The Religious Right’s relentless campaign to politicize America’s pulpits may take another step forward this weekend.
According to the Minnesota Independent, two of the state’s pastors say they will endorse political candidates from the pulpit this Sunday, directly defying the federal tax law that prohibits churches and other non-profits from becoming involved with elections.
Brad Brandon of Berean Bible Baptist Church in Hastings, Minn. told KKMS radio earlier this week of his plans. He taunted the “liberal media” to file an IRS complaint against his church, asking them to “do it out of hatred for me.”
“I am not going to stop my pursuit of taking on the IRS,” Brandon told listeners on Tuesday. “Somebody has to stand up and fight, so I guess it might as well be me. So on October 17, ladies and gentlemen, I am continuing making this the day. I will endorse the candidates here in the state of Minnesota.”
Brandon indicated that he will endorse conservative candidates because he agrees with their positions against gay rights.
“At what point does our responsibility to God trump our responsibility to the government?” asked Brandon. “That’s my question. At what point does that take place? And I have decided that the point is now. Because we have hate crimes out there involving speaking out against homosexuality.”
Joining Brandon this weekend will be Greg Stone of Jesus Assembly of God in St. Peter, Minn., who announced his plans to violate tax law via Facebook.
“This Sunday we’ll talk about keys to overcoming,” he wrote. “We’ll also explain Pulpit Freedom Sunday and explain its relevance to Jesus Assembly – key to something that is about to happen at Jesus Assembly.”
Then he wrote a few days later that he will not be podcasting this sermon like he does the others.
“Tomorrow’s sermon is of such a nature that we will not be posting it on the internet. The same is true about the sermon for Oct 17th. (It is not likely that we will make CD’s available for either sermon.) Sometimes, ‘You just gotta be there.’ :)”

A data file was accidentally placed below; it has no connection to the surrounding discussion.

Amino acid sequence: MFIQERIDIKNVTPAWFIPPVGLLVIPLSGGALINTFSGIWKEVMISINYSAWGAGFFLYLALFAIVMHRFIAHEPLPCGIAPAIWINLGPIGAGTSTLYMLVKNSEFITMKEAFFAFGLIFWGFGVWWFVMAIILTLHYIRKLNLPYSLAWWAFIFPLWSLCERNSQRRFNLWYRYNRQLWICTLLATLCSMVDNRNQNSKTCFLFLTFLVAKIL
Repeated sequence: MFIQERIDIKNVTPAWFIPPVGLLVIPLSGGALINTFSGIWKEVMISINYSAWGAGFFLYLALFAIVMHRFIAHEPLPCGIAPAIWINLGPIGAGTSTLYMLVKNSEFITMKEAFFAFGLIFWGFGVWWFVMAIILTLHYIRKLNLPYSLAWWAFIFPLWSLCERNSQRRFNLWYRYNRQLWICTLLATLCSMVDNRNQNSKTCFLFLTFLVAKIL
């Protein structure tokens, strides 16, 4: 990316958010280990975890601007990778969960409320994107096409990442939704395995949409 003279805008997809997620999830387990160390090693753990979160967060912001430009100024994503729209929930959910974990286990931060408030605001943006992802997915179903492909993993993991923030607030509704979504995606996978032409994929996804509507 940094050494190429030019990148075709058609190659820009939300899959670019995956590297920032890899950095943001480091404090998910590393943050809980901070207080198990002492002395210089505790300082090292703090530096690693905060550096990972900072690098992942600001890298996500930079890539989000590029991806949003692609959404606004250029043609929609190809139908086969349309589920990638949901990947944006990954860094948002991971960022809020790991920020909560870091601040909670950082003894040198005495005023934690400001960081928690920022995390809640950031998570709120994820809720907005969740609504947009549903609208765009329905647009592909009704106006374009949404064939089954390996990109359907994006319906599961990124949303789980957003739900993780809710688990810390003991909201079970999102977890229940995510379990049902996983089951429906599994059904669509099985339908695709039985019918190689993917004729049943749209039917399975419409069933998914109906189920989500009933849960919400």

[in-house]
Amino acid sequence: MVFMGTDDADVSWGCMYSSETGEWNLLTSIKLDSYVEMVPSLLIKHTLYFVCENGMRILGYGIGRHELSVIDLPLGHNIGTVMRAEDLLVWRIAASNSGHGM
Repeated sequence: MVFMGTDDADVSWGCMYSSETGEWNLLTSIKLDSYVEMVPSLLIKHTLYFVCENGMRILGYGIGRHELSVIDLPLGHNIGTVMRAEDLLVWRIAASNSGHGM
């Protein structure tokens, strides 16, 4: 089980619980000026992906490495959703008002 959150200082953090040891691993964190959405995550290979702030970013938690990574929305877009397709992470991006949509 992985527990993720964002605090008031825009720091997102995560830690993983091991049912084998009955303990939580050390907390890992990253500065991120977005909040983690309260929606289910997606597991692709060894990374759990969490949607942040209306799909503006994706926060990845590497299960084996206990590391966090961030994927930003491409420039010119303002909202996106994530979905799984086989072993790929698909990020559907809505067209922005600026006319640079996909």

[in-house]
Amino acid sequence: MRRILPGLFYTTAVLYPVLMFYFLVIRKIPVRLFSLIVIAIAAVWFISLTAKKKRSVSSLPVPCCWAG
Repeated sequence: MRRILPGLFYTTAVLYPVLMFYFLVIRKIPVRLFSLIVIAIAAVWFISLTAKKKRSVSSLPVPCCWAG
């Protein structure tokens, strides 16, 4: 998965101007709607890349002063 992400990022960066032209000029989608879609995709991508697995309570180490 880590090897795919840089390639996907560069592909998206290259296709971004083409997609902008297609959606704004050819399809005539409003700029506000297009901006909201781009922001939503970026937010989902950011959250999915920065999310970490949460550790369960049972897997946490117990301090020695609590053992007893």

Stone and Brandon, like Iowa Pastor Cary Gordon, are eager to flaunt their law-breaking ways in an attempt to flout the IRS law, which they wrongly believe “silences” the church.
Earlier this week, Gordon, an associate pastor at Cornerstone World Outreach in Sioux City, Iowa, prayed for his church to come under investigation.
“Dear God,” he says, “please allow the IRS to attack my church, so I can take them all the way to the U.S. Supreme Court.”
Americans United reported Gordon’s church to the IRS on Sept. 30 after learning of Project Jeremiah, a church-based campaign to encourage voting against three state supreme court judges in a retention election on the Nov. 2 ballot.
All this grandstanding is sad, particularly considering that most houses of worship, including evangelical churches, do not believe religious organizations should be involved with elections. They know their free speech remains unfettered; they just can’t turn their religious institutions into political action committees while maintaining a tax exemption.
The National Association of Evangelicals (NAE) in a 2008 survey asked CEOs from 60 evangelical churches, universities and affiliated organizations if their “churches advise parishioners who to vote for.”
The NAE says 59 respondents answered, “No!” – with many actually using an exclamation mark.
Most religious leaders understand why houses of worship should stay out of elections. But for the few that want to make a big stink of it, Americans United will be watching.
Let us know if you see or hear anything. If we get credible evidence, we will file an IRS complaint. For more information or to report a violation, visit AU’s Project Fair Play Web site.